This Is The Right Way To Apologize To Your Partner
This article originally appeared in the April 2016 issue of SELF.
Sure, we all want to walk through life with a confident swagger. Yet there are times when we do things we regret, like saying something hurtful in the heat of the moment or making a bad judgment call. We're human, and it happens. But if my dating experiences have taught me anything, it’s that how you say sorry can either be the end of an argument or the start of a new one. A genuine mea culpa—the kind where you dig deep and really mean it—resolves tensions, while a curt, sarcastic one is like a slap in the face (especially if it involves an eye roll). All relationships are complicated, but learning to apologize sincerely and with intention is what brings you closer and makes you stronger as a couple. Here are some things to keep in mind.
Remember, we’re all wired differently.
Unless you’ve had years of therapy to relearn some life skills (if so, kudos!), most of our apology styles come from childhood. Some people grew up saying “I’m sorry” the second the storm hit. Others only uttered it after days of contemplation. In my family, we usually dealt with conflict by having a good fight, then a good laugh and dropping it—not unhealthy, but not particularly deep, either. It wasn’t until I dated a talk-it-out kind of guy that I learned to reflect on what had transpired, what was beneath the muck. It took some patience on his part and maturity on mine, but in time we found our sweet spot. Recognize that apologizing is an emotional muscle that needs to be exercised and developed over time—and that it gets easier as you go along. This can help the two of you stay calm in the face of big feelings.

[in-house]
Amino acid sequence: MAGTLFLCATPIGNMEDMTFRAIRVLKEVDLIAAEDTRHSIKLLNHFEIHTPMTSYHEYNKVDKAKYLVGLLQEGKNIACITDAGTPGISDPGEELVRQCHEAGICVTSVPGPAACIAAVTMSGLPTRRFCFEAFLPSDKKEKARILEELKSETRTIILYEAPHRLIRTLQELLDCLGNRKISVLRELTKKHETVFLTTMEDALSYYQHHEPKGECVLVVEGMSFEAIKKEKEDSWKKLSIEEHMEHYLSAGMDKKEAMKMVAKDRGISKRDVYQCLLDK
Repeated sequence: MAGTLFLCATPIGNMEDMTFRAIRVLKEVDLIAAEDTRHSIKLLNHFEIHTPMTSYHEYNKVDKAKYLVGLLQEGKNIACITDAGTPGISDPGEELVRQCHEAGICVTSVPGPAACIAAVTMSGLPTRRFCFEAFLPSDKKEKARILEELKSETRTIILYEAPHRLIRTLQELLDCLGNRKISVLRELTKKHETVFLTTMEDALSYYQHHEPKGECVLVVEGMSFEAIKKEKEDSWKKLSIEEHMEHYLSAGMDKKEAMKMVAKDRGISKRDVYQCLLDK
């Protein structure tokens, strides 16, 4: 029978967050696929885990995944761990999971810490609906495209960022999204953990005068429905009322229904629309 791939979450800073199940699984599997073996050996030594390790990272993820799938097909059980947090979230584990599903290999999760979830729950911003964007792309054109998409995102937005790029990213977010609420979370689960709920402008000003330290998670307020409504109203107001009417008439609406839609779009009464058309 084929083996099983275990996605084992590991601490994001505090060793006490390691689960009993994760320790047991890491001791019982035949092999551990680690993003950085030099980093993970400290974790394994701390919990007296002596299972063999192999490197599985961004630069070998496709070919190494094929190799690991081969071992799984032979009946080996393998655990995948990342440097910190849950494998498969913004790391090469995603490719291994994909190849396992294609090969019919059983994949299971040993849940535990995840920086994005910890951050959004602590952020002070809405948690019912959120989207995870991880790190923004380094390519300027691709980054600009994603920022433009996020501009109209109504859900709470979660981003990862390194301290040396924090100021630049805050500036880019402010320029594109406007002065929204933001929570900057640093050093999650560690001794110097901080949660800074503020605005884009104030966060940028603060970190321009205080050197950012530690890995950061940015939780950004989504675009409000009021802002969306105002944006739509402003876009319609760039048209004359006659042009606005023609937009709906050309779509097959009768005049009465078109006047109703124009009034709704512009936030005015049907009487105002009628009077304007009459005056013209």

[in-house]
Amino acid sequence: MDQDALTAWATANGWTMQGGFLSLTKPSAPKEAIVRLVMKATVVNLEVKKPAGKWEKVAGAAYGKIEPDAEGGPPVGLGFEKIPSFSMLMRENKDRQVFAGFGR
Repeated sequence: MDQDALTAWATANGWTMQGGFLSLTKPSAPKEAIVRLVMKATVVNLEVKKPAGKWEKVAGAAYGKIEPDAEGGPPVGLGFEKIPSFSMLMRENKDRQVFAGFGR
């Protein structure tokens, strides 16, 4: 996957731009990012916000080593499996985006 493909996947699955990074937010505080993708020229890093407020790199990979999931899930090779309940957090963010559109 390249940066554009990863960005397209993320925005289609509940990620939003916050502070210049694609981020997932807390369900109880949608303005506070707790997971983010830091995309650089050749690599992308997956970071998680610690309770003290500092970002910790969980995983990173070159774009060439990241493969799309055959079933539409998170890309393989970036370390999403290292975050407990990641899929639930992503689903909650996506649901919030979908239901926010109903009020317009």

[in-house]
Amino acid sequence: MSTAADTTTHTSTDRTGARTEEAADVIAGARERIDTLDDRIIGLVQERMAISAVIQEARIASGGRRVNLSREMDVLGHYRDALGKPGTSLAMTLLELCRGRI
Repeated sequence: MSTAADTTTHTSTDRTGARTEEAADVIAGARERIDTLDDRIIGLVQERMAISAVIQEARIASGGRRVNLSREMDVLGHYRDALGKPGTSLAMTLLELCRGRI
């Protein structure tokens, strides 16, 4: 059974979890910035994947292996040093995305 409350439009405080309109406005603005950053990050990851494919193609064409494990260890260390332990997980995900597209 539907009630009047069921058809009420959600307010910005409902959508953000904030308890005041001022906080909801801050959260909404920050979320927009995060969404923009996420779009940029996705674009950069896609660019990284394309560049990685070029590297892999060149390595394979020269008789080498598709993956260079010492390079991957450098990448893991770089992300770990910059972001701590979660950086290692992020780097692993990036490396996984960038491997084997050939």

Know what you’re apologizing for.
There are cute little sorry-I-ate-your-Kind-bar apologies. Then there are the more complex, brutal ones, like if you flirted with someone who was not your significant other. More than once. It’s worth considering: Why did you feel the need to turn elsewhere for attention and affection? If you don’t address the root of the issue, you can’t formulate an effective apology and allow both of you to begin healing. The upside is that this is a great excuse for self-reflection and growth. Furthermore, when you own up to the truth, such as your emotional or sexual needs not being fulfilled, you’re much more likely to be heard and find a way forward together.
Don’t apologize obsessively.
If the original apology comes from the heart, once should be enough. And if that doesn’t satisfy your partner, the issue might be with him or her. Alternatively, if you’re being apologized to in a meaningful way, let the words sink in, and for your own sake, don’t drag it out. If it feels phoned in? Go for a run, wait until things calm down, then try a little teamwork talk. Start with something like, “You know, I’m still upset. Can we work together to find a better resolution?”
Go easy on yourself.
Listen, we all screw up. We say stupid things. We make huge, indefensible mistakes. In the lighter scenarios—like that missing Kind bar—one option is to throw away the words and apologize through actions, like a surprise home-cooked meal. A love note slipped inside your partner’s gym bag. Or even extra special sex. Just make sure what’s NBD to you is also NBD to him or her. Then, work on handling whatever comes next…one glorious mistake at a time.